When I was in college and for several years following, I stopped buying and collecting comics because I just couldn’t afford to make those weekly purchases. Comics got expensive, y’all. When I first bought a Superman comic book, it was only 75-cents. I know… my Dad could get them for a dime in his day. But by the time I gave up collecting, these things were going for three and four bucks a pop. No one can keep up with an entire universe of stories when they all cost that much. I mean… you can… you just have to make a lot more money than I was pulling in during my first jobs out of college.
Anyway, during that time, I’m fairly certain there was a story where the Joker was given magical powers and basically created a new Bizarro that was a lot more like the Bizarro of the Silver Age. The two Bizarros that I read about growing up were mostly silent and only villains because they couldn’t control their super powers. This Bizarro is the kind who spoke strangely, saying things like, “Me am Bizarro,” or “Me will save Superman,” when he really means he’ll kill Superman, or saying “good-bye” when he really means “hello.”
This Bizarro stuck around. He had the S symbol on his chest that was backwards. He had Superman’s strength and speed and flight capability. But instead of heat vision and freeze breath, Bizarro had ice vision and fire breath.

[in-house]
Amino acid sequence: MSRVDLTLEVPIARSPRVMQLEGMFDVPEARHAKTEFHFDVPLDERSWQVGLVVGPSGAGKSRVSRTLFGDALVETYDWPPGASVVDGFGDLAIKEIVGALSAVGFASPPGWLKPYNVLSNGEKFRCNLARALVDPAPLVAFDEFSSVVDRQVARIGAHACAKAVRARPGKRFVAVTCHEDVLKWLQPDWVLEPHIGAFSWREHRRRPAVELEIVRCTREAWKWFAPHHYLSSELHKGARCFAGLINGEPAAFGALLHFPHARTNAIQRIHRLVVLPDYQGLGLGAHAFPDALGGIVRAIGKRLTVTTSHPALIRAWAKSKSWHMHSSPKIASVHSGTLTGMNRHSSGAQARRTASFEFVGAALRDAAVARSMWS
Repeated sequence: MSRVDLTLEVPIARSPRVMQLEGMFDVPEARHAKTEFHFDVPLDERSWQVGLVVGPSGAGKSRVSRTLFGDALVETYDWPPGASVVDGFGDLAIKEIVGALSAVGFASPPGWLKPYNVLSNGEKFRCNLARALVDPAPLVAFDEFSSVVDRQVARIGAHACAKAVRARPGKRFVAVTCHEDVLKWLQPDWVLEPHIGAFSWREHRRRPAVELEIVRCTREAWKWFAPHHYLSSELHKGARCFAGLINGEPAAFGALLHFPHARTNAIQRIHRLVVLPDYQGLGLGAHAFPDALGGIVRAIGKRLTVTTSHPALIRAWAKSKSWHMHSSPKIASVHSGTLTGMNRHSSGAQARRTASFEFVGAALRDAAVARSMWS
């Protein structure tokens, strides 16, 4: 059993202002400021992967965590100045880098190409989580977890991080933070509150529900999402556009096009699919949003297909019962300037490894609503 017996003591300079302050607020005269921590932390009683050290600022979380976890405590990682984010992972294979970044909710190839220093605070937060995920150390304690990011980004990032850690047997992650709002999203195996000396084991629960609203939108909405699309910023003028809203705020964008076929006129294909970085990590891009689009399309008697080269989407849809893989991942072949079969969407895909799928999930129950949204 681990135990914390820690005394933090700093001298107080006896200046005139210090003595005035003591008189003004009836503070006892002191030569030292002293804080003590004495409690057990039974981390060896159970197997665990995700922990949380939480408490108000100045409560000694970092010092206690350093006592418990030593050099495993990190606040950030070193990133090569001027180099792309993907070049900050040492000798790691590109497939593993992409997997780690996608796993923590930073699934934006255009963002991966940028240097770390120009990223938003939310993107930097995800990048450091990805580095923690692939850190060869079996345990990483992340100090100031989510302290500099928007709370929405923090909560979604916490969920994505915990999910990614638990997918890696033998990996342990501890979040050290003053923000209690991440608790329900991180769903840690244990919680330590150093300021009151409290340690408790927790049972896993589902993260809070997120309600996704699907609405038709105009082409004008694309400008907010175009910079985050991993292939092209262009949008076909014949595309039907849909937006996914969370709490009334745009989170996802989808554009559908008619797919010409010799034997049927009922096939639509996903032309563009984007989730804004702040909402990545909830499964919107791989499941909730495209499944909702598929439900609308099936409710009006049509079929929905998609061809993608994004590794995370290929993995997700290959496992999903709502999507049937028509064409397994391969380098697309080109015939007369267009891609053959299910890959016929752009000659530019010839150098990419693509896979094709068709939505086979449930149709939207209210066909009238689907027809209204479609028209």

Later in the 2000s, I began collecting comics again and there was one more Bizarro-centric story that appeared in Action Comics. I should have been excited about it because it was written by Geoff Johns, whom I consider one of my favorite DC Comics creators. However, it was kind of disappointing and unmemorable. Pretty sure Bizarro abducts Pa Kent and takes him to the cube-shaped Bizarro World where Superman has to face off against Bizarro versions of the Justice League to save his adopted father. Meh…
Bizarro has appeared in animation on the Superman animated series and I think they tried to do some sort of version of Bizarro on Smallville, but I’m not sure they did it very well. We’ve never seen Bizarro face the Man of Steel on the big screen because the movies always want to dip into the Lex Luthor or General Zod wells. The guy has an incredible rogues gallery but they keep going back to those two. Oh, and Richard Pryor. Sorry, I forgot about Superman III (as one likely should).
One should also likely forget about Superman IV: The Quest for Peace, which featured the closest thing to a Bizarro fight the big screen has ever shown. Or it would have if those scenes had not been cut. See, in the original script, Lex Luthor attempts to create his Nuclear Man once before succeeding with the version we see in the final cut. That first attempt, as seen in deleted footage, is a version that comes out looking a lot like a Bizarro. I’ve seen that footage. It’s probably best it got cut. Although, knowing how bad the final product was, I don’t think it would make or break that film.
So that’s Bizarro. Me am sad you read all this. Hello!
Did I leave anything important about Bizarro out? Have you ever even heard of this guy? Would this kind of character make sense in a big screen Superman film? Or would he fit in better with a Suicide Squad type of movie? Let me know your thoughts down in the comments!